Monday, July 21, 2008

Would an Obama Presidency Lead to More Dialogue with Chavez?

Last week, Erwin C. at the Latin Americanist asked whether an Obama presidency would be bad for Chavez. It's actually an important question: Chavez did get elected in 1998, but really came to global prominence after Bush's administration supported (perhaps materially) the failed coup attempt against Chavez in 2002; since then, few can contest the fact that Chavez's role has grown thanks to his rhetorical and ideological role in challenging Bush and the American empire every chance he gets. But Chavez has made it clear that, while he does not like Bush, he does not dislike the U.S., either, a fact reinforced by the fact that, from 1998 to 2002, Chavez's anti-U.S.-administration (and this is a very important distinction from "anti-U.S." as an attack on American citizens - Chavez's rhetoric almost always takes on politicians in the U.S. and their policies, and not the people or our particular system of democracy) stance was much more toned down.

I've wondered privately (and not too thoroughly) if Chavez would readjust his rhetoric were Obama to win. On the one hand, it's not hard to see how things would almost have to improve, given simply that Obama never openly supported the coup attempt of 2002 against Chavez; on the other hand, Chavez's rhetoric has emphasized anti-imperialism as much as it has targeted Bush, and what Chavez perceives as the U.S.'s structural imperialism won't simply disappear just because Obama may be president. Complicating the matters are to what degree (if any) Chavez's reputation among some sectors of the world are based at least in part on his image as a leading voice of the anti-imperialism movement. If Chavez were to thaw relations with Obama, would his position among some sectors of the left and the "developing world" be threatened at least somewhat, given that that image is based so strongly on his attacks on the Bush administration?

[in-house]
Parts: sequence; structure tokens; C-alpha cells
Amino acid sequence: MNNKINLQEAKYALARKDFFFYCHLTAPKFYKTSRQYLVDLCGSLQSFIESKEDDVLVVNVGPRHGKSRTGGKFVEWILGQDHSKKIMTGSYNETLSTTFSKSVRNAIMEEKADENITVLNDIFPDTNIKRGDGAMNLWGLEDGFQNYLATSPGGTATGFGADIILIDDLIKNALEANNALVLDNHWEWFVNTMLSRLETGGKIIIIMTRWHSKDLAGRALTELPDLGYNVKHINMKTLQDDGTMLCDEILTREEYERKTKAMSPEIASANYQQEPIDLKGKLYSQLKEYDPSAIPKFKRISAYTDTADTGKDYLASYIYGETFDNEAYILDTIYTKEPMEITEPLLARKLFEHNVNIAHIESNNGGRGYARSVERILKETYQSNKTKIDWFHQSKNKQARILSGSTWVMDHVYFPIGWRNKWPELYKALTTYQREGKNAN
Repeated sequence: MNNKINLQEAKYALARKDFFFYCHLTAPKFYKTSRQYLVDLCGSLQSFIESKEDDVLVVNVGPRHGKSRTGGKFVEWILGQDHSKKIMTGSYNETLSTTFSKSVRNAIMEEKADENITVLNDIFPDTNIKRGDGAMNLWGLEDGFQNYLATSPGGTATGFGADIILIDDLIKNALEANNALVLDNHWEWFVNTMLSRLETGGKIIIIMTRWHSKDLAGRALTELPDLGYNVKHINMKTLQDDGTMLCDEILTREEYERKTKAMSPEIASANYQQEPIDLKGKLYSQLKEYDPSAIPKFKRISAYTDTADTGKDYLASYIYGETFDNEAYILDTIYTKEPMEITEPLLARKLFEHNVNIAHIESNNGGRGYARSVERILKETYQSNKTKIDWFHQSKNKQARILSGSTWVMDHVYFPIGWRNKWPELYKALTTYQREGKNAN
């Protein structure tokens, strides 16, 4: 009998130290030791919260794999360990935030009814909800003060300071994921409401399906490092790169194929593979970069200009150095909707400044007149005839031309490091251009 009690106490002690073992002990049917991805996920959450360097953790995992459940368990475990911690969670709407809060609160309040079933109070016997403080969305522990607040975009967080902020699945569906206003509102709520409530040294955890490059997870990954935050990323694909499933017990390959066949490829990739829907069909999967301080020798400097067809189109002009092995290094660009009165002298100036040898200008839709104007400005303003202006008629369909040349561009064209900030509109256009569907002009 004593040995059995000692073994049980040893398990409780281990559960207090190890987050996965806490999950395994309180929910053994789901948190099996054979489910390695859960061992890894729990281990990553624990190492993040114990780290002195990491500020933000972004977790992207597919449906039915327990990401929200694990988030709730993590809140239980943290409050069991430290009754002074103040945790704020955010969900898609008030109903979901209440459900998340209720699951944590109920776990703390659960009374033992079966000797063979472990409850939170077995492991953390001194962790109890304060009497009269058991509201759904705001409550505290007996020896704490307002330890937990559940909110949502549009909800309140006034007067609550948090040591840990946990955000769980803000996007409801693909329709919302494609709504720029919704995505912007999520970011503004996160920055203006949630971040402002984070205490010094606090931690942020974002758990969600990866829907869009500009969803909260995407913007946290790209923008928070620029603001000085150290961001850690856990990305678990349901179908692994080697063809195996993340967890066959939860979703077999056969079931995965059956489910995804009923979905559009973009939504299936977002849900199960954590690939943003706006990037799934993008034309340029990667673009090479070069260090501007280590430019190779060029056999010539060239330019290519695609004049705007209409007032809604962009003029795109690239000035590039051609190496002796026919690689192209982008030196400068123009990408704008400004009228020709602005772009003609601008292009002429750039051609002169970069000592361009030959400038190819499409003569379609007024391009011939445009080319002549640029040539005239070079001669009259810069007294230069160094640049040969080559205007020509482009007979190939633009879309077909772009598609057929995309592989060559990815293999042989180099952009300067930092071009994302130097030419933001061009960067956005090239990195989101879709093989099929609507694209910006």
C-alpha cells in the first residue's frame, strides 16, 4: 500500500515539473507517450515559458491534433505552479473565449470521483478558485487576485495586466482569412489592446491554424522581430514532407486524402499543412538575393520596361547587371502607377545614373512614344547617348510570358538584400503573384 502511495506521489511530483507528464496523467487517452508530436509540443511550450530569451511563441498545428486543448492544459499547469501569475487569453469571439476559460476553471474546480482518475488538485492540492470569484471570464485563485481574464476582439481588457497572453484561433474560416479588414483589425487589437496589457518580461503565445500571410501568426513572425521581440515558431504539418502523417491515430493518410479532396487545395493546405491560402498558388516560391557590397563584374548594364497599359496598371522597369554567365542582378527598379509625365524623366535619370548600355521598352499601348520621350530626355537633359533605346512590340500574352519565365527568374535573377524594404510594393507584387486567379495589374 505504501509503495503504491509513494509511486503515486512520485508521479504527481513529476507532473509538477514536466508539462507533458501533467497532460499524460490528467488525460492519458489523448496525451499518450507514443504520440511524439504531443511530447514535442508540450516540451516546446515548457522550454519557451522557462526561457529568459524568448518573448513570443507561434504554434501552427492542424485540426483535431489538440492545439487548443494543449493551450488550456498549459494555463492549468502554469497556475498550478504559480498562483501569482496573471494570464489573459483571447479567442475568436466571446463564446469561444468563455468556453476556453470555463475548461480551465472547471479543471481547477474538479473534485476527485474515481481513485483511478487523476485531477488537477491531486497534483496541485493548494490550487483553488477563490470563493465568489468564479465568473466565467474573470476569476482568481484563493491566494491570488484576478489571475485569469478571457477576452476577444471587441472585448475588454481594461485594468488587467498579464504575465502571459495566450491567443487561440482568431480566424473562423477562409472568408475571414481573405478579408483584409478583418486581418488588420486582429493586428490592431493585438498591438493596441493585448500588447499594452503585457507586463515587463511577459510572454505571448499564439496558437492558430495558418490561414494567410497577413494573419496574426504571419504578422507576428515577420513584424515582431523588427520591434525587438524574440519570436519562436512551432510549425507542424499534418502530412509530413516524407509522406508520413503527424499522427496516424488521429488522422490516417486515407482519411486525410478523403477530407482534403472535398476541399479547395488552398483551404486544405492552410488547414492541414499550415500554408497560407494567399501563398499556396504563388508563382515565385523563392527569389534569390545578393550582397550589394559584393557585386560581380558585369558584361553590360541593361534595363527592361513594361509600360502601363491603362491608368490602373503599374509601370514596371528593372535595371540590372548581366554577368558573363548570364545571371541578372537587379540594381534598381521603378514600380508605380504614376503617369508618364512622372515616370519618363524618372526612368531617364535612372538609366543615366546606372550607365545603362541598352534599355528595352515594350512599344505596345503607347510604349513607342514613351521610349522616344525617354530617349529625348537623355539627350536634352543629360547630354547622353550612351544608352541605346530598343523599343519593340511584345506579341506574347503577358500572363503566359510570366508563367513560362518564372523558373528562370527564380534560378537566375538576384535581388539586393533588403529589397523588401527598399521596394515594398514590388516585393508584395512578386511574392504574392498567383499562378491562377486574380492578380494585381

Well, in a follow-up post at the Latin Americanist, Chavez apparently indicated that an Obama administration may not change his attitude towards the U.S. government much. Of course Chavez's claim that "The two candidates for the U.S. presidency attack us equally, they attack us defending the interests of the empire," is ridiculous. Regardless of claims of "empire," the fact that Obama has been willing to dialogue with Chavez while McCain wants to continue the Bush position would seem to be strong enough an indicator of how erroneous it is to claim Obama and McCain treat Venezuela "equally." While it's true that Obama has sharpened his rhetoric on Chavez a bit in the past few weeks, I see little reason at this point to believe it's anything more than a political ploy to appeal to the broader electorate. Even if it isn't, the differences between Obama and McCain are so substantive in foreign policy alone that there's no way that Chavez's claim that Obama and McCain are equal has any real substance. It may be different shades of gray from Chavez's ideological point of view, but I think anybody with the slightest notion of the subtleties of American politics can understand how major the differences between Obama and McCain are.

As to whether or not an Obama administration more open to dialogue would be a threat to Chavez's role as an anti-imperial leader who rails against Bush, I'm not sure. Given how much the U.S. and Venezuela still need each other for oil, as well as Chavez's slipping (though far from extinct) influence in the hemisphere, I really can't see how warming the relationship with the U.S. with an Obama administration would necessarily hurt; I think most global leaders are practical enough in their plans for their countries (Bush being an exception) that they won't think less of Chavez simply because he spent the last 6 years railing against the Bush empire but might open to an Obama administration. And if McCain were to win the election, all of the above would be rendered moot, as we'd be exposed to at least another 4 years of the same idiocy from Washington that we've put up with for the last 6 years (in terms of Venezuela). But I think ultimately that neither Obama nor Chavez would really be willing, at least at the beginning, to totally exclude any possibility of opening up or thawing of relations between Venezuela and the U.S. without some diplomatic pretext setting the two men at odds. Regardless of the outcome, the relationship between the U.S. and Venezuela will be very interesting to watch in the first year or so of the administration if Obama wins the presidency, and it will definitely be worth paying attention to the rhetoric of Obama and Chavez up to the November elections.